Bar Man, by Jeff Hoyle, July 14, 2017

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The Bar Wife is a stickler for punctuation and spelling.

No matter how many times I tell her that every time she corrects my grammar I love her a little bit fewer, she says: “You are not funny”, and proceeds to put me right anyway.

It has become a bit of a game that when we go out for a meal, we can’t eat anything that is spelt incorrectly on the menu.

No mackeral or brockolli. If we have panini, it has to be at least two, and the rules did prevent me having a pint of cheap larger I saw advertised at a pub in Liverpool.

Most of the time this is not too onerous, after all it is difficult to spell steak or pie incorrectly, but it could have become an issue in the Globe. Nothing wrong with the menu or the drinks, but later in the evening comes the time when one is ready for a trip out the back. There is no problem finding the toilets, but when you arrive it is labelled ‘Gentlemens’. Is it an attempt at a plural possessive which lacks an apostrophe or simply a mistake? Who knows? Needless to say, this was one occasion where the rules were ignored.

Apostrophes are tricky things. When I write about breweries I am never sure whether the correct form is Adnams or Adnam’s, Elgoods or Elgood’s or Batemans/Bateman’s. I was in Nottingham recently when this very topic caused a heated debate.

One of the great breweries in the city was Shipstones or Shipstone’s or even Shipstone. As it happened we were staying with Cathy, who has amassed a collection of Shipstone breweriana over the years and it was easy to look at the various advertising material, letter heads and old documents to come up with the definitive answer. Except there isn’t one.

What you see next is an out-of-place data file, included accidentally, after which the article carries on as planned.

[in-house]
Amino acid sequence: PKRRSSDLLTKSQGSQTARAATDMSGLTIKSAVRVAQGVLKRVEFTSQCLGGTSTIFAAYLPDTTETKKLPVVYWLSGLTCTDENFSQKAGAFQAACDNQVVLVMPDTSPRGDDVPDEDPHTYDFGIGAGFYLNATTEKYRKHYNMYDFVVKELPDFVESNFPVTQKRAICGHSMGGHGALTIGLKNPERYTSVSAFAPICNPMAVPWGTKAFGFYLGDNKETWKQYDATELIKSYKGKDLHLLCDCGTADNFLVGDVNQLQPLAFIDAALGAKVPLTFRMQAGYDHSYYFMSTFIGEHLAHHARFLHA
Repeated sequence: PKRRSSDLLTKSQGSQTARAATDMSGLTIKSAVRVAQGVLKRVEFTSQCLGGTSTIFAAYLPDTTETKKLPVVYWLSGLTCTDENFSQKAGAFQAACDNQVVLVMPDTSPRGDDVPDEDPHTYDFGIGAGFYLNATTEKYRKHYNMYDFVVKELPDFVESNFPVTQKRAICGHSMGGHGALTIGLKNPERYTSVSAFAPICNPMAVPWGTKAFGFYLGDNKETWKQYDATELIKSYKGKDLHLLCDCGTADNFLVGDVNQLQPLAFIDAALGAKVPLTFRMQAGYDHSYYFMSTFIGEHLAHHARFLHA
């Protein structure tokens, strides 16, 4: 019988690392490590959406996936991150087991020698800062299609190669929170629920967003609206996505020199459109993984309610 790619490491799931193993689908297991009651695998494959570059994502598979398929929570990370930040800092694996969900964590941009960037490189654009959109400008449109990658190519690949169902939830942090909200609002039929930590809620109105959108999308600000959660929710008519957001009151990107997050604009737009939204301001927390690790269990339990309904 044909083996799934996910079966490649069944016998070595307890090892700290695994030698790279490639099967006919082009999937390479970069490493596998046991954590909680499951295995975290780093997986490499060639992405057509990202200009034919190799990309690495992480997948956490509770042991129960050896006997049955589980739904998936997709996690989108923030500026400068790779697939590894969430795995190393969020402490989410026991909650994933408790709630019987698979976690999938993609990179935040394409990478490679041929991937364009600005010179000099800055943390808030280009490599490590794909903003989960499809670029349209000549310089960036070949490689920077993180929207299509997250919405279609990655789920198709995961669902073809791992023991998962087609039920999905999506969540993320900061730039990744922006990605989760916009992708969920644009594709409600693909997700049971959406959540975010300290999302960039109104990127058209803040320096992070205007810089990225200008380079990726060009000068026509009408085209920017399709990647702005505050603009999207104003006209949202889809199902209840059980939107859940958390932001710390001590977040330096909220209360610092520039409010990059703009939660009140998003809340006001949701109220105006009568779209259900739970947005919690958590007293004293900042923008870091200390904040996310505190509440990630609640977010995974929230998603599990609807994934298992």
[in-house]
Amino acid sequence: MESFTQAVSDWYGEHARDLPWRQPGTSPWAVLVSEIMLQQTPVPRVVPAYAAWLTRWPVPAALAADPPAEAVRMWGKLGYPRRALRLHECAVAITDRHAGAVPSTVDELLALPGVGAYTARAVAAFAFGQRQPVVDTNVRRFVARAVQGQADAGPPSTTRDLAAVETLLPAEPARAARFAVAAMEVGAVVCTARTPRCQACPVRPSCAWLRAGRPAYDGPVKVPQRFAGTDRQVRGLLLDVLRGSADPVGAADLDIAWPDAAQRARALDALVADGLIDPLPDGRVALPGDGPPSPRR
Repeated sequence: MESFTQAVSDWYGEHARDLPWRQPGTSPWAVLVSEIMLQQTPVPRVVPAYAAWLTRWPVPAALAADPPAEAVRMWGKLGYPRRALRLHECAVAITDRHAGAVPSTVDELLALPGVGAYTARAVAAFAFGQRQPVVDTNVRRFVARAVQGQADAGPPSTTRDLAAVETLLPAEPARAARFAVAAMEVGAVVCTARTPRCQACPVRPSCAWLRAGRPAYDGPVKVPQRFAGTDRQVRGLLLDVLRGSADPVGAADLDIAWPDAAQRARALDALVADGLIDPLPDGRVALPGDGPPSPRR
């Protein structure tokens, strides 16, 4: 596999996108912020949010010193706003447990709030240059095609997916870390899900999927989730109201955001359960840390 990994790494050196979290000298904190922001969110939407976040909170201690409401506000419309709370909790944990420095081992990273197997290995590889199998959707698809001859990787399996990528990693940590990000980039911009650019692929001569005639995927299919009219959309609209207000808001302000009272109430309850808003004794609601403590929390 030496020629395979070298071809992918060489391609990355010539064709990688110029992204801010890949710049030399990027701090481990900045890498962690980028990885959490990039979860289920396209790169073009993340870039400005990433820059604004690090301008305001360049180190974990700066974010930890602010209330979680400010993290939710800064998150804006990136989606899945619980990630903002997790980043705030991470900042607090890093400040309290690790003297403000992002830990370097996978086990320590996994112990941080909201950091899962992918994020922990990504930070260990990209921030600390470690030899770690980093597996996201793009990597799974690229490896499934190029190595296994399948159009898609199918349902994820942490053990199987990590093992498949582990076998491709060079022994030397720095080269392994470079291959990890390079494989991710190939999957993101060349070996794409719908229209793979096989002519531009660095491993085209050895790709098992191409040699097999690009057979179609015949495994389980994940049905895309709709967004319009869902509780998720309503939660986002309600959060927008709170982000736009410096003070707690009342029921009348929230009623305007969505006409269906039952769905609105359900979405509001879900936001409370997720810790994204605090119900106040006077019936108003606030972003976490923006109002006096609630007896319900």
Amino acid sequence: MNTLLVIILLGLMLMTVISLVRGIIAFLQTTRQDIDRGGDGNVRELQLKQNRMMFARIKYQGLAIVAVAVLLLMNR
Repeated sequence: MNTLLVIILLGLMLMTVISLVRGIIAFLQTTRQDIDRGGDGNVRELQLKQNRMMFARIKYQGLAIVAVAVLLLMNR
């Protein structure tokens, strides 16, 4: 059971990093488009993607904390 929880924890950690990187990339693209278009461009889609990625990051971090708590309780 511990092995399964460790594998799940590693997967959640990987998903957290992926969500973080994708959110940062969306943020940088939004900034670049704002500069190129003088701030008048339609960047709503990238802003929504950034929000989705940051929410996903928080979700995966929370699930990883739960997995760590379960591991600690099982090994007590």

Over the years all three forms have appeared on various documents and objects, so we are none the wiser.

Why does it matter? In a sense, it doesn’t unless you have the mind of an adolescent schoolboy. Shipstone is an anagram of ‘On the p**s’, but it doesn’t work with the extra ‘s’.

So, in the end, does it matter that much it we get a letter wrong or misplace an apostrophe? It may make a company look a bit foolish and unprofessional, but no real damage is done. Or is it? In 2007 the auction site eBay listed for sale an extremely rare bottle of ‘Allsops’ Arctic Ale, full and corked, with a wax seal’ This attracted two bids and sold for $304. A few weeks later the same bottle was re-advertised as ‘Museum quality ALLSOPPS’ ARCTIC ALE 1852 SEALED/FULL’. This listing attracted 157 bids and sold for over half a million dollars. Did you notice the difference? In the first listing, the vendor had missed a letter p from the name of the brewery and therefore most of the collectors did not pick up the sale using the site’s search engine.

Was this the most expensive mistake ever? Nowhere near. Look up how the Pacific Bell Yellow Pages listed a travel agent as a specialist in erotic travel instead of exotic travel and had to pay $19 million as compensation for loss of bookings. Check out how Chile issued a 50 peso coin in 2008 with the countries name spelt as Chiie, or how copy mistakes in navigation tables lead to the loss of four battleships and 2,000 men in the English Channel in 1707. Perhaps the Bar Wife has a point.